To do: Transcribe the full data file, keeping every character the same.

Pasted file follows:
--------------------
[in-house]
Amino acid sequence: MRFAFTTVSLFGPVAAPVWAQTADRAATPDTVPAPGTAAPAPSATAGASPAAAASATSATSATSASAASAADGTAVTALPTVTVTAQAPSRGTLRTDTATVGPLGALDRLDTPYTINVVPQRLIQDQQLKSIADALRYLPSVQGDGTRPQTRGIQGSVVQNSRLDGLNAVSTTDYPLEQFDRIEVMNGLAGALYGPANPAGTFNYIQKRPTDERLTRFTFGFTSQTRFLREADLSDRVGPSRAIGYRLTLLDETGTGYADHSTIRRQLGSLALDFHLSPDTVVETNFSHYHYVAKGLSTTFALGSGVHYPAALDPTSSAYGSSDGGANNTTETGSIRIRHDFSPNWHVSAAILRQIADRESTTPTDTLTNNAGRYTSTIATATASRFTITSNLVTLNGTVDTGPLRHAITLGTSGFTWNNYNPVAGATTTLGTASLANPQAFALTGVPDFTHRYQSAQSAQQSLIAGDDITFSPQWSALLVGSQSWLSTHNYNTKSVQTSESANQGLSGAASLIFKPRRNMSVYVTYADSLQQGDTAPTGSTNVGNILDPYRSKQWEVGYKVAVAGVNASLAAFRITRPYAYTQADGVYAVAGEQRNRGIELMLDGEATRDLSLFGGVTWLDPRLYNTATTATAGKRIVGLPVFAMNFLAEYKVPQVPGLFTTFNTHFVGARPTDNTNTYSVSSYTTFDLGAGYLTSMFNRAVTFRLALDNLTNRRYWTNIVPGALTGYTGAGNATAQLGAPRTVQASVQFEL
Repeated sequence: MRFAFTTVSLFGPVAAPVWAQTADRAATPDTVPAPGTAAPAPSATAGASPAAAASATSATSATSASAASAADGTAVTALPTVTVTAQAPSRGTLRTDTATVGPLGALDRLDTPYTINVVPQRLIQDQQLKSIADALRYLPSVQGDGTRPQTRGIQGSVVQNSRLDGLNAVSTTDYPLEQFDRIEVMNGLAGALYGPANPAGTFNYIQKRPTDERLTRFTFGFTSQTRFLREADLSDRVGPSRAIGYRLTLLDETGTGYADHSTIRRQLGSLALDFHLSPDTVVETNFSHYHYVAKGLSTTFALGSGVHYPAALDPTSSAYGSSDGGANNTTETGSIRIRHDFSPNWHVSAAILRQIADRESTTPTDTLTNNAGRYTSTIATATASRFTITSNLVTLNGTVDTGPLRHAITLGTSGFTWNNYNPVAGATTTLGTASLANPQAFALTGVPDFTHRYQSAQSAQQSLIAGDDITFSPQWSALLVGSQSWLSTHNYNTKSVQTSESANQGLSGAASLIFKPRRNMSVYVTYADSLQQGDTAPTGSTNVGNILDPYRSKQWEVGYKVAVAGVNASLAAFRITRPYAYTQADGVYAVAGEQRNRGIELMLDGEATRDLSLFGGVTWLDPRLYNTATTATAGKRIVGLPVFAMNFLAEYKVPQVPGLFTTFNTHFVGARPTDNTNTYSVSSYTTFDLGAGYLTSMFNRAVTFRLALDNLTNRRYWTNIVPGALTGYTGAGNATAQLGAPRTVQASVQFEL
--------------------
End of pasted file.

[in-house]
Amino acid sequence: MRFAFTTVSLFGPVAAPVWAQTADRAATPDTVPAPGTAAPAPSATAGASPAAAASATSATSATSASAASAADGTAVTALPTVTVTAQAPSRGTLRTDTATVGPLGALDRLDTPYTINVVPQRLIQDQQLKSIADALRYLPSVQGDGTRPQTRGIQGSVVQNSRLDGLNAVSTTDYPLEQFDRIEVMNGLAGALYGPANPAGTFNYIQKRPTDERLTRFTFGFTSQTRFLREADLSDRVGPSRAIGYRLTLLDETGTGYADHSTIRRQLGSLALDFHLSPDTVVETNFSHYHYVAKGLSTTFALGSGVHYPAALDPTSSAYGSSDGGANNTTETGSIRIRHDFSPNWHVSAAILRQIADRESTTPTDTLTNNAGRYTSTIATATASRFTITSNLVTLNGTVDTGPLRHAITLGTSGFTWNNYNPVAGATTTLGTASLANPQAFALTGVPDFTHRYQSAQSAQQSLIAGDDITFSPQWSALLVGSQSWLSTHNYNTKSVQTSESANQGLSGAASLIFKPRRNMSVYVTYADSLQQGDTAPTGSTNVGNILDPYRSKQWEVGYKVAVAGVNASLAAFRITRPYAYTQADGVYAVAGEQRNRGIELMLDGEATRDLSLFGGVTWLDPRLYNTATTATAGKRIVGLPVFAMNFLAEYKVPQVPGLFTTFNTHFVGARPTDNTNTYSVSSYTTFDLGAGYLTSMFNRAVTFRLALDNLTNRRYWTNIVPGALTGYTGAGNATAQLGAPRTVQASVQFEL
Repeated sequence: MRFAFTTVSLFGPVAAPVWAQTADRAATPDTVPAPGTAAPAPSATAGASPAAAASATSATSATSASAASAADGTAVTALPTVTVTAQAPSRGTLRTDTATVGPLGALDRLDTPYTINVVPQRLIQDQQLKSIADALRYLPSVQGDGTRPQTRGIQGSVVQNSRLDGLNAVSTTDYPLEQFDRIEVMNGLAGALYGPANPAGTFNYIQKRPTDERLTRFTFGFTSQTRFLREADLSDRVGPSRAIGYRLTLLDETGTGYADHSTIRRQLGSLALDFHLSPDTVVETNFSHYHYVAKGLSTTFALGSGVHYPAALDPTSSAYGSSDGGANNTTETGSIRIRHDFSPNWHVSAAILRQIADRESTTPTDTLTNNAGRYTSTIATATASRFTITSNLVTLNGTVDTGPLRHAITLGTSGFTWNNYNPVAGATTTLGTASLANPQAFALTGVPDFTHRYQSAQSAQQSLIAGDDITFSPQWSALLVGSQSWLSTHNYNTKSVQTSESANQGLSGAASLIFKPRRNMSVYVTYADSLQQGDTAPTGSTNVGNILDPYRSKQWEVGYKVAVAGVNASLAAFRITRPYAYTQADGVYAVAGEQRNRGIELMLDGEATRDLSLFGGVTWLDPRLYNTATTATAGKRIVGLPVFAMNFLAEYKVPQVPGLFTTFNTHFVGARPTDNTNTYSVSSYTTFDLGAGYLTSMFNRAVTFRLALDNLTNRRYWTNIVPGALTGYTGAGNATAQLGAPRTVQASVQFEL